WHY DO YOU THINK WOMEN SHY AWAY FROM CELEBRATING OR PRAISING THEMSELVES SO MUCH?

Women are taught to be competitive. We’re raised in a culture that compares women and tells them they should be “better,” whatever that means. I was a straight-A student growing up, yet celebrating my grade on a test was punished with resentment. So I grew quiet. I remember growing up, being quite slender, and my peers, and even my family, remarking on my body as if it was there purely for them; my own insecurities were never validated, and if I mentioned being prideful of some feature or another, it was marked as vanity. These experiences taught me that it was my body that was valuable, not my mind or my accomplishments or, heaven forbid, my failures and perceived shortcomings. We are taught to be celebrated only if someone else deems us as valuable; only if someone else sees something worthwhile. That is why we grow shy: we’re expected to wait for someone else to tell us we’re meaningful.

HOW DO YOU OVERCOME THE TENDENCY TO DISCREDIT COMPLIMENTS YOU ARE GIVEN?

It’s taken years, but I’ve taught myself to kick the habit of apologizing for or discrediting compliments by remembering: I worked for whatever it is I’m being recognized for. Mentally, physically, emotionally: I worked for it. I struggled. I remember the tears and the stress, and I remember that I am still standing. I remember what my professor told me, that I don’t have to apologize for taking up space. I deserve that space. I overcame so much to be here, and if someone else recognizes that, then so will I.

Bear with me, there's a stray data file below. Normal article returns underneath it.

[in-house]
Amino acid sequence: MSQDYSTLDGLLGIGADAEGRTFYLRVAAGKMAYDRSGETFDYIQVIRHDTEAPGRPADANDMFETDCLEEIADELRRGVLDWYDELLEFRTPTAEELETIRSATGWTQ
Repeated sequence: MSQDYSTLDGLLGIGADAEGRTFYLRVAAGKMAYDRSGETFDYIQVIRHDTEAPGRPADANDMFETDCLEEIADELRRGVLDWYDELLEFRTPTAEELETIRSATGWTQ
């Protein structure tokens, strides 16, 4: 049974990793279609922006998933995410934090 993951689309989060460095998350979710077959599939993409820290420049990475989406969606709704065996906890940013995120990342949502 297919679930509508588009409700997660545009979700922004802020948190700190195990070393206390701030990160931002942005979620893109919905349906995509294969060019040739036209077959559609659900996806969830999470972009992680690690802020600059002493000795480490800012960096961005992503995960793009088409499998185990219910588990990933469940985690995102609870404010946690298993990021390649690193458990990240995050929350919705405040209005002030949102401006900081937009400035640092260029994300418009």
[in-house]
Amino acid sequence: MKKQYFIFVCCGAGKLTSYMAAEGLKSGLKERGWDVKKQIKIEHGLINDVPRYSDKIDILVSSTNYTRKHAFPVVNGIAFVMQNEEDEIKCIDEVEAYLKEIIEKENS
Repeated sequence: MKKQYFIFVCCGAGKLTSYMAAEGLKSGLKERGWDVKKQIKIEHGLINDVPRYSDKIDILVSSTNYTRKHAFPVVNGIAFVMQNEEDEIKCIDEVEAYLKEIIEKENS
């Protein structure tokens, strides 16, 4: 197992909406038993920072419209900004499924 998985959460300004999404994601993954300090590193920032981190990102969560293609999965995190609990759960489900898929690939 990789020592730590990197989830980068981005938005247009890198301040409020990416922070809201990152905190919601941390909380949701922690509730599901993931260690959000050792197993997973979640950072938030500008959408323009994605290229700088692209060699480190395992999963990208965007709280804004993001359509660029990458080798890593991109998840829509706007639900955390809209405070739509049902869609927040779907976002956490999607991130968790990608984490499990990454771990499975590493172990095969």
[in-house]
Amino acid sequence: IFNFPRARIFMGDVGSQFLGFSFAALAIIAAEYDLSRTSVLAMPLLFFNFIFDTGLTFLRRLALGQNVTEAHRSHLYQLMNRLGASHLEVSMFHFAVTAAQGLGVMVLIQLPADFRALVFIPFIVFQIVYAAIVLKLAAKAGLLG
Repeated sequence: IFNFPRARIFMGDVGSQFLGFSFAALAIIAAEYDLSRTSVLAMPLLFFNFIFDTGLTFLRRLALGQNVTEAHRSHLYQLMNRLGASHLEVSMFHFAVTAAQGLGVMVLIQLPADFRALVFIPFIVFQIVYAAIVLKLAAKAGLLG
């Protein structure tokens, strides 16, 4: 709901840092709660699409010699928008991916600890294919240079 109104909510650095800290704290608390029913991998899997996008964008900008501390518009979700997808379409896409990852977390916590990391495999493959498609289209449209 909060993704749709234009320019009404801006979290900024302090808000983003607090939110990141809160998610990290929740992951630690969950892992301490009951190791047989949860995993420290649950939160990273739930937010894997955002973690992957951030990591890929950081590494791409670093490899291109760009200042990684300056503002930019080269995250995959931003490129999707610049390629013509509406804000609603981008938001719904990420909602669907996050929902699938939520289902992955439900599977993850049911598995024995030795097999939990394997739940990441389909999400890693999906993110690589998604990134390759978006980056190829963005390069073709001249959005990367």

HOW DOES SOCIETY REINFORCE THE IDEA THAT WE, AS WOMEN, ARE NOT ENOUGH AND HOW CAN WE
TAKE THAT POWER BACK?

At least once a day, I am: told to smile, by a man; whistled at from a passing car, or honked at; I see media coverage of a woman being blamed for being out alone/at night/what was she wearing? Every day, we are told that we are only our bodies, and that even then, we are not careful enough, we are too confident, we are too naïve, too independent, that we need to understand there are dangers in this world. We can be anything, and I truly believe that and I believe society tells us this; the problem is that when a woman falls, suddenly it is her fault. This is how society reinforces that we are not enough: we can be anything, but we will fail, they say, and when we fail we only have ourselves to blame. And this is the problem, instead of supporting one another, we tear each other down. That’s the female culture. To empower ourselves, we need to change the dialogue, we need to help each other and stand by each other. Reclaim control by demanding justice and respect. That’s how we take that power back, and that’s what I aim to do in every area in my life.

WHY IS THE TRIBE MOVEMENT IMPORTANT?

THE TRIBE movement is all about confidence. It’s about fearlessness in our ambition in a world that teaches us ambition, as a woman, is wrong. We need to encourage each other to stand up, support each other, and make our own rules instead of accepting the rules set out for us by the generations before. The Tribe movement encourages that, and reminds every woman that she matters.

Occupation: Healthy Living Consultant

Website: www.racheloestreich.arbonne.com

Instagram: rae_oestreich